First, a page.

Experiences and advice from former Visiting Students

Experiences and advice from former Visiting Students

Carlie Arbaugh, Cornell University, Full Year 2011-2012

When asked about my experience at Oxford, I always struggle to find just the right words to describe it. Oxford is a magical place with winding cobblestone streets, historic buildings, and countless nooks and crannies. Students on bicycles, walks through Christ Church meadow, punting, croquet on a college lawn, pubs, late night trips to the chip stand or artisan pizza, G&D’s for hot chocolate or ice cream, and chilly early morning rowing on the Isis fill my memories. And when it snows, laying a perfect blanket of white over the rooftops, being in Oxford is like being in a snow globe.

My time studying at St. Catherine’s College was the best year of my undergraduate education. I very much enjoyed my first two years of college in the U.S. and learned a tremendous amount from the courses I took, as I am doing again now in my senior year. However, in Oxford’s tutorial system I truly thrived. In the summer leading up to my year abroad I remember being very nervous. I am a science major in the U.S., so while problem sets, lab reports, and regular exams were routine, the thought of writing weekly essays to be critiqued and discussed with a tutor scared me a little. I must have revised my first essay twenty times before submitting it. I quickly came to love writing the essays, burying myself in the Bodleian or some other library for hours lost in thought. Each week I looked forward to the conversations with my tutors. Because of the personal nature of the tutorial system they continually challenged and encouraged me to learn the material in great depth by looking at the topics in different ways. I am now more confident about my critical reading, writing, and discussion skills. Moreover, many of my tutors became good friends, very different from my U.S. experience where I was often in large lecture halls and could not help but feel like a number sometimes.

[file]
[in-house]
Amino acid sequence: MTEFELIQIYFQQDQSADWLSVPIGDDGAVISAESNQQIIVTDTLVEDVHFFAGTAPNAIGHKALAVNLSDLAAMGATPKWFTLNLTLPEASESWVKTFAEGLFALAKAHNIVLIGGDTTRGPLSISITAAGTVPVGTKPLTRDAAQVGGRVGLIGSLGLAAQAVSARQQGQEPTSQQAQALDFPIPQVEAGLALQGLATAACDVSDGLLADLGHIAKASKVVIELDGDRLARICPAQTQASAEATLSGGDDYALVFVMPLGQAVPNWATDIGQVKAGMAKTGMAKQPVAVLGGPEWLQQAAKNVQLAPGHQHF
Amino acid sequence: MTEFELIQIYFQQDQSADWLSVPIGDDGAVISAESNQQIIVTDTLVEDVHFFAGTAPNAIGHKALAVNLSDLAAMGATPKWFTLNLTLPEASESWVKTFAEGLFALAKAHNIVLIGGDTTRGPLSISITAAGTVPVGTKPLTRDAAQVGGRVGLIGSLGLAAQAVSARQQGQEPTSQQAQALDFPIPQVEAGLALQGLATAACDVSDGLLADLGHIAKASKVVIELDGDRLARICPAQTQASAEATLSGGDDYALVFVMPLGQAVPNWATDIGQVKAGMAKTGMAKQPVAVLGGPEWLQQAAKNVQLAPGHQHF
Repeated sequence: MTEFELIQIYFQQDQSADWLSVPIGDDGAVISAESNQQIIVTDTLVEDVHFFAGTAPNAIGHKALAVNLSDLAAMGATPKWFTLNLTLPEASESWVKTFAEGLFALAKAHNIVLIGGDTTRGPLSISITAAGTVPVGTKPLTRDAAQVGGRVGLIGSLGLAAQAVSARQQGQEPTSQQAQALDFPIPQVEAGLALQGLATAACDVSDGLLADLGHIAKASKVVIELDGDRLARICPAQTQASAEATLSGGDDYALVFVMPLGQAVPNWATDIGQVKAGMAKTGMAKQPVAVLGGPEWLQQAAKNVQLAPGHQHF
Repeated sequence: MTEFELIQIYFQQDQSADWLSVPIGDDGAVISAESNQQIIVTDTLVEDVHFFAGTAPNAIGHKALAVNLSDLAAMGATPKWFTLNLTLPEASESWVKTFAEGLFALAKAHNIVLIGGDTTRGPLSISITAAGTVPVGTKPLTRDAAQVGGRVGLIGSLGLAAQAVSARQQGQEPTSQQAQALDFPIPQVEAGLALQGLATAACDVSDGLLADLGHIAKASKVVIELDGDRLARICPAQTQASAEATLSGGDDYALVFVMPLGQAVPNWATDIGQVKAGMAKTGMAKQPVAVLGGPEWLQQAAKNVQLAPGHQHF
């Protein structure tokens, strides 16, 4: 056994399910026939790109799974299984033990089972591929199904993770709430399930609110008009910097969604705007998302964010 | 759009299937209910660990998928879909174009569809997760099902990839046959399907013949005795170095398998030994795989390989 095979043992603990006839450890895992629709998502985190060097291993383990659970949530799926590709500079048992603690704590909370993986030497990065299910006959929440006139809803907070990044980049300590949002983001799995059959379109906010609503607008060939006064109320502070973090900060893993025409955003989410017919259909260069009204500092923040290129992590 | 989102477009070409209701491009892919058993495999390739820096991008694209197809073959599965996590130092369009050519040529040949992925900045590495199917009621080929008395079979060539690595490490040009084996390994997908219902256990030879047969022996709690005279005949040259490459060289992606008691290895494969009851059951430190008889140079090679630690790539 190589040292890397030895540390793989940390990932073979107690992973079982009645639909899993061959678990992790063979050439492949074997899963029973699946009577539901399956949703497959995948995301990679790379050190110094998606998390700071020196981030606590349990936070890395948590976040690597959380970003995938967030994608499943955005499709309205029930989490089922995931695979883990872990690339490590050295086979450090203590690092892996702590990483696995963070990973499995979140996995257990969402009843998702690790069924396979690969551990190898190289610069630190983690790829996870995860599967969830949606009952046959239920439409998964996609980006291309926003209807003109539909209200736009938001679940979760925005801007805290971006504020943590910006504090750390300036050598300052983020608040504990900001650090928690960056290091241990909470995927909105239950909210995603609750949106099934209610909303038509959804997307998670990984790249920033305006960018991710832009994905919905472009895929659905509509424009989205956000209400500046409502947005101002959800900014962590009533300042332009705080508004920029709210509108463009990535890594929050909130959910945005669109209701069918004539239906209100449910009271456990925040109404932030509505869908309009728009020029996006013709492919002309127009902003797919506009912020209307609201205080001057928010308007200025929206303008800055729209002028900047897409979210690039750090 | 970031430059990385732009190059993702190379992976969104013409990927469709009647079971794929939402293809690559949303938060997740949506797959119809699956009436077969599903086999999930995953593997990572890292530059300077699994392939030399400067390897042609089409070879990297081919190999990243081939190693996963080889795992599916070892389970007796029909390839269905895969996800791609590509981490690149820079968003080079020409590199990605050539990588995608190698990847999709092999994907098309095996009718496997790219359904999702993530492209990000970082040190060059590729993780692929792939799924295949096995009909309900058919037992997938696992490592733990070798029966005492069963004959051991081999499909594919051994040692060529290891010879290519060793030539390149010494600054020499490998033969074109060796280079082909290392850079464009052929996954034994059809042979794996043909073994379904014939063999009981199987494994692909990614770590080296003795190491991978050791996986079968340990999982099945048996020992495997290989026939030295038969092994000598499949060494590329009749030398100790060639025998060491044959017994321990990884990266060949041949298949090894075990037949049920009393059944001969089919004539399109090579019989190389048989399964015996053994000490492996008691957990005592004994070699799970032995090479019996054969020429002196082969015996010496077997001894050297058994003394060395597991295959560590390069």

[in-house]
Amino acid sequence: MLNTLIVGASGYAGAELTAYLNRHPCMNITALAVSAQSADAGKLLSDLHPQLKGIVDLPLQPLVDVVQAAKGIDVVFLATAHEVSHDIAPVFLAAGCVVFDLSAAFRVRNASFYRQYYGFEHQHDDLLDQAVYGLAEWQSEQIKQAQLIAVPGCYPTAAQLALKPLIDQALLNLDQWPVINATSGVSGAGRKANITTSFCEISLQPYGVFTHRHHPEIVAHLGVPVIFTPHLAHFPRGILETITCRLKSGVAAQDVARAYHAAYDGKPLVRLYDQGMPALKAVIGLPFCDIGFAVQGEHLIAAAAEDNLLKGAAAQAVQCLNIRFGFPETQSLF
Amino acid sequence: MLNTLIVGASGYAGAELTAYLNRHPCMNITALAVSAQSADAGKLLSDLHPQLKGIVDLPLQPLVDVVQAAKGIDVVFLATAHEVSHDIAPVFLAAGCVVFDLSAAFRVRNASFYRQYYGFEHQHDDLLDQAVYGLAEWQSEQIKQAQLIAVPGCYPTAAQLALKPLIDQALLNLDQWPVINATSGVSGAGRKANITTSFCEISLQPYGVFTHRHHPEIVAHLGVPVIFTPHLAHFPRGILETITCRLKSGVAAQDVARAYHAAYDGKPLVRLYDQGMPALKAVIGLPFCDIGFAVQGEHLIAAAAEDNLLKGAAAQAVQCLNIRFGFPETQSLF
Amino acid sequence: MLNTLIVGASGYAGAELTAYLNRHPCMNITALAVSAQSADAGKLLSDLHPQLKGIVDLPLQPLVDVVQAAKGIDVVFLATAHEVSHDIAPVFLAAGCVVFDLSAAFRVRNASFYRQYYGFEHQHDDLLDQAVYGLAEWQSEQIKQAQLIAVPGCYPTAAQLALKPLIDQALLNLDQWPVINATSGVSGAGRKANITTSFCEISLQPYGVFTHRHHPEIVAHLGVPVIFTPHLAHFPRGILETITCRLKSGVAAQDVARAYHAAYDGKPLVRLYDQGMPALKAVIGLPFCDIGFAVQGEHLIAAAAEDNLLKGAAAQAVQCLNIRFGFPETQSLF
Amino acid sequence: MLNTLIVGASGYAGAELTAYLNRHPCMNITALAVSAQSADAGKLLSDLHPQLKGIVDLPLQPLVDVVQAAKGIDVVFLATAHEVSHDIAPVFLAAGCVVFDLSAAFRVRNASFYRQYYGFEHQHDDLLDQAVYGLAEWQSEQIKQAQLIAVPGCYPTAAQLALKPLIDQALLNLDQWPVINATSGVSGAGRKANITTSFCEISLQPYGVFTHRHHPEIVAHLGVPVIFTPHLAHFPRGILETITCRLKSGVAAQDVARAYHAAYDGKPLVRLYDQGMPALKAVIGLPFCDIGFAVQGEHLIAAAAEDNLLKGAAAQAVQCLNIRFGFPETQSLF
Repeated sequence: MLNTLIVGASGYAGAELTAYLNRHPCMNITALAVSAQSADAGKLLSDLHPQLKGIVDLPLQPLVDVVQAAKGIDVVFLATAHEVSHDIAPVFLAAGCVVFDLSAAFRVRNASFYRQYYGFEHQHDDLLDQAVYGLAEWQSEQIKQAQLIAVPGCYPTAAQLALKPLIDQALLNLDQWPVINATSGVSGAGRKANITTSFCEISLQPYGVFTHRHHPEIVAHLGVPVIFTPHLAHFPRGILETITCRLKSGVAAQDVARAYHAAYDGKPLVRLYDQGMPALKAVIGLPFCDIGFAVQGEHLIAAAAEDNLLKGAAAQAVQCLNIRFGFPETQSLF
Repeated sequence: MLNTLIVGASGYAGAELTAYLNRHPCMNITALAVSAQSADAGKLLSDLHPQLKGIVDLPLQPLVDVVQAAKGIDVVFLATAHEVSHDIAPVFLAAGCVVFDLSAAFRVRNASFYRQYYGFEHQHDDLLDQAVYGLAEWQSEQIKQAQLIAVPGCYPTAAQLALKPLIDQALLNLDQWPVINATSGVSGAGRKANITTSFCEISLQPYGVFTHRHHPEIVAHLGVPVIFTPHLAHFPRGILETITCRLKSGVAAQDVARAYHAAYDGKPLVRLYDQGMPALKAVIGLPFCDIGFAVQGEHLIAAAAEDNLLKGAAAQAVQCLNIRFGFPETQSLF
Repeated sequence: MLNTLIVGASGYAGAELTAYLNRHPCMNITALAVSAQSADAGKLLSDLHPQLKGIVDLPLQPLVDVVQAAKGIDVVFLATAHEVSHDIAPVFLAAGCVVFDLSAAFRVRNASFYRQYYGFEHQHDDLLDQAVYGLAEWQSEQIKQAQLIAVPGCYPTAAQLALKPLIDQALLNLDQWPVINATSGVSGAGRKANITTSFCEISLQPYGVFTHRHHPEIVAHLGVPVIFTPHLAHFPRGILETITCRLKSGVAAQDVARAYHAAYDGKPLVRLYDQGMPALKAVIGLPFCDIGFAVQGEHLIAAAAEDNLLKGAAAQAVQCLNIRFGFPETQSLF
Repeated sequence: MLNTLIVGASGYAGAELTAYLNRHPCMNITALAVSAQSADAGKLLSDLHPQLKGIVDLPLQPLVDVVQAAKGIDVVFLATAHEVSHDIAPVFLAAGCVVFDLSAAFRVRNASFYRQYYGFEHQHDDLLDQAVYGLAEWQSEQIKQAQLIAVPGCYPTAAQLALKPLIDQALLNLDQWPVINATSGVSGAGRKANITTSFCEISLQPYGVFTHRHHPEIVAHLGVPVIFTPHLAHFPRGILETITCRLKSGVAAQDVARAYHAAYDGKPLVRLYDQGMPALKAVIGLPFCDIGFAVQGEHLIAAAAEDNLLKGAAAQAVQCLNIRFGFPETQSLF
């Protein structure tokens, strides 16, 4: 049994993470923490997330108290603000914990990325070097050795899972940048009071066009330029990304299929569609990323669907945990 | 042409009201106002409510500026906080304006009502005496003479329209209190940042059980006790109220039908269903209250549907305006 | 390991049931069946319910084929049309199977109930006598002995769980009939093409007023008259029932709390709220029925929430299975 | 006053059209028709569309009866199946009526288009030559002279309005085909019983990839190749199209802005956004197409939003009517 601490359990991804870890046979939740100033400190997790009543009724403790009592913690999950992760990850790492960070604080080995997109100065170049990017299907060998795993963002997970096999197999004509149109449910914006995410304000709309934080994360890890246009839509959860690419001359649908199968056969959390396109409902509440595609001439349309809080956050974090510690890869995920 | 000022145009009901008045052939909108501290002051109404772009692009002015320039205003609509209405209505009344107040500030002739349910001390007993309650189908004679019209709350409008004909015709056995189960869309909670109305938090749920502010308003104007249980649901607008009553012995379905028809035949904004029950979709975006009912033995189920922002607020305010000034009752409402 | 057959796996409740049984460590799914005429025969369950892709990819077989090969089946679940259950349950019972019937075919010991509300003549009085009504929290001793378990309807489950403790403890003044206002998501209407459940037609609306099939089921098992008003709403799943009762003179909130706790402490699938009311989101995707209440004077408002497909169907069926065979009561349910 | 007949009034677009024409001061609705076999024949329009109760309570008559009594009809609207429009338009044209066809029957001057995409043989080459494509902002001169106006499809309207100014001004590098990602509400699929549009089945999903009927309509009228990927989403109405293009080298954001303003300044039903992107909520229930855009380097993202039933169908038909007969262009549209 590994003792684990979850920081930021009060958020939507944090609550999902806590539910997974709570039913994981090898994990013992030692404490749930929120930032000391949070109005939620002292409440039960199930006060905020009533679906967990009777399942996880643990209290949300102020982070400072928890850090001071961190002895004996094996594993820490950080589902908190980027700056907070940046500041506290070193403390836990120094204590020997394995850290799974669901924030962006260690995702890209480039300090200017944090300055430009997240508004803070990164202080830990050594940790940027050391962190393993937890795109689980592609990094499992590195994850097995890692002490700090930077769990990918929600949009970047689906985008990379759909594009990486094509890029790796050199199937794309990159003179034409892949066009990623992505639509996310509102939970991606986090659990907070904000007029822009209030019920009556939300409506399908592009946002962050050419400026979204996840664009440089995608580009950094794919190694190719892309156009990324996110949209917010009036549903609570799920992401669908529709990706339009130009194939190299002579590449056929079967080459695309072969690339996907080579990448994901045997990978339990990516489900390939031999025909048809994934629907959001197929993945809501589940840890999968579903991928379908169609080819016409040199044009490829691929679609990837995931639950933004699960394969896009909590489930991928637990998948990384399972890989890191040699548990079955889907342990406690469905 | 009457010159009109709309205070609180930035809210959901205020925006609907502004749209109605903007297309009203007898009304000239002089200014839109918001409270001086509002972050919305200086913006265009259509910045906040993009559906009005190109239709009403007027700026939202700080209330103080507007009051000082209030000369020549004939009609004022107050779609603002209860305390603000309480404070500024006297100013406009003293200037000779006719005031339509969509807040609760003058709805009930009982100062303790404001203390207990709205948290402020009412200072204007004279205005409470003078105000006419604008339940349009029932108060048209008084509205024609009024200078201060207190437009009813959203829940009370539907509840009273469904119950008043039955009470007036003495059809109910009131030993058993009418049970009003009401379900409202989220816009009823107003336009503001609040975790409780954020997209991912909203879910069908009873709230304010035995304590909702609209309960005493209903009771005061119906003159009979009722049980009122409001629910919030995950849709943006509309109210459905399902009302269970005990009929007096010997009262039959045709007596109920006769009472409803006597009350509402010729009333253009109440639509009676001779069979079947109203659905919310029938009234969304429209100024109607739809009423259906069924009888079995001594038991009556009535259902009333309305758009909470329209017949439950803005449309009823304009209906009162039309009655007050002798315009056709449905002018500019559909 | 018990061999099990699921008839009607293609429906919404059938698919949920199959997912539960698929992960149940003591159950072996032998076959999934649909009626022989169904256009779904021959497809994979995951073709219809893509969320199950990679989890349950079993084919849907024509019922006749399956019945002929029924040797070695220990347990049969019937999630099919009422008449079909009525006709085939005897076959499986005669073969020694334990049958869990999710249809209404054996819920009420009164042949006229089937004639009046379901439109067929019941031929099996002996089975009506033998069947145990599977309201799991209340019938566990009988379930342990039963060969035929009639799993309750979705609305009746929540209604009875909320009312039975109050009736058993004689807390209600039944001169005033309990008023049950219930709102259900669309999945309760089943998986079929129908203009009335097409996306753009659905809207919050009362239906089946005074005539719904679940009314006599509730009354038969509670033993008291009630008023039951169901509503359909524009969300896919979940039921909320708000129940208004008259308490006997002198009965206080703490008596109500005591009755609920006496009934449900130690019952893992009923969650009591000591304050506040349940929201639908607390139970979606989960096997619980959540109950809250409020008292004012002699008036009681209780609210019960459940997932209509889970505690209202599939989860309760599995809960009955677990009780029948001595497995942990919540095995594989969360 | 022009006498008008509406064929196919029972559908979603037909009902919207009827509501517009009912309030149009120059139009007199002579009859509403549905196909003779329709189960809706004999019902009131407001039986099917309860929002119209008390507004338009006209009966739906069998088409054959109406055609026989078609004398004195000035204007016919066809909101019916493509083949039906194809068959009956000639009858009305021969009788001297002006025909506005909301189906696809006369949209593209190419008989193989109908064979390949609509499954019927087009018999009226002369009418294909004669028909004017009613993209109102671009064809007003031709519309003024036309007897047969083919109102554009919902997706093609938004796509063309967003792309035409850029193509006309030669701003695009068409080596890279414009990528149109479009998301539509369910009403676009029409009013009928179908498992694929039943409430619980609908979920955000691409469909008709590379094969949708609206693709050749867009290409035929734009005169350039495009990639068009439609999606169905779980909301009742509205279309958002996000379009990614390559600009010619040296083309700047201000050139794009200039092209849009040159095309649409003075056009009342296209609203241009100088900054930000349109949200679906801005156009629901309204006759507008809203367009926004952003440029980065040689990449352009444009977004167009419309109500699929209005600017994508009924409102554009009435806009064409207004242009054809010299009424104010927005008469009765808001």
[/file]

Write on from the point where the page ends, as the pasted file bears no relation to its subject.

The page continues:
My education at Oxford expanded beyond books and tutorials. Every student that I met was intelligent and eager, with an interesting opinion to share. Over tea or coffee, lunch at the quaint Japanese restaurant on Holywell, hall in college, or a pint at a pub, there were many great conversations to be had. I met many British students of course, but students from many other parts of Europe as well, each with an interesting story to tell. Perhaps the nicest aspect of being a visiting student at Oxford was the lack of anxiety and competition between peers. All of the students that I met at St. Catherine’s were confident, yet humble, genuine, and very kind, creating an environment of comradery. I became a member of the Union as well. Sitting in one of Britain’s oldest university unions listening to debates on all sorts of subjects was fantastic.

When I was preparing to go abroad I sometimes felt like I needed to defend my decision to study in another English speaking country. At first I was a little concerned that my experience would be lacking in the cultural aspect that many other students from my home university seemed to have lined up with home stays and goals to improve their language skills through immersion. Having been an exchange student for a summer in Spain when I was in high school, I knew that I would enjoy and benefit from such an experience. However, England did not disappoint. There were more differences between American and British culture than I expected and upon returning home and recounting my time to relatives, friends, professors, and peers I have realized that I gained more insight than I thought. Furthermore, with London just an hour coach ride from Oxford, I was able to travel to many other countries during the breaks between Michaelmas, Hilary, and Trinity terms. This was an education in itself as I explored the history and culture of places like Ferrara, Lisbon, Athens, Istanbul, Berlin, Prague, and Bordeaux, through a mixture of traveling and home stays with friends’ families.

As I reflect on my year in Oxford now, I am reliving these cherished memories with nostalgia. If I could, I would relive it in reality many times over. I am sincerely grateful for the educational opportunity, the friends and tutors I met (and now miss dearly), the adventures, and the confidence and inspiration it gave me to explore and tackle new challenges that lie ahead.

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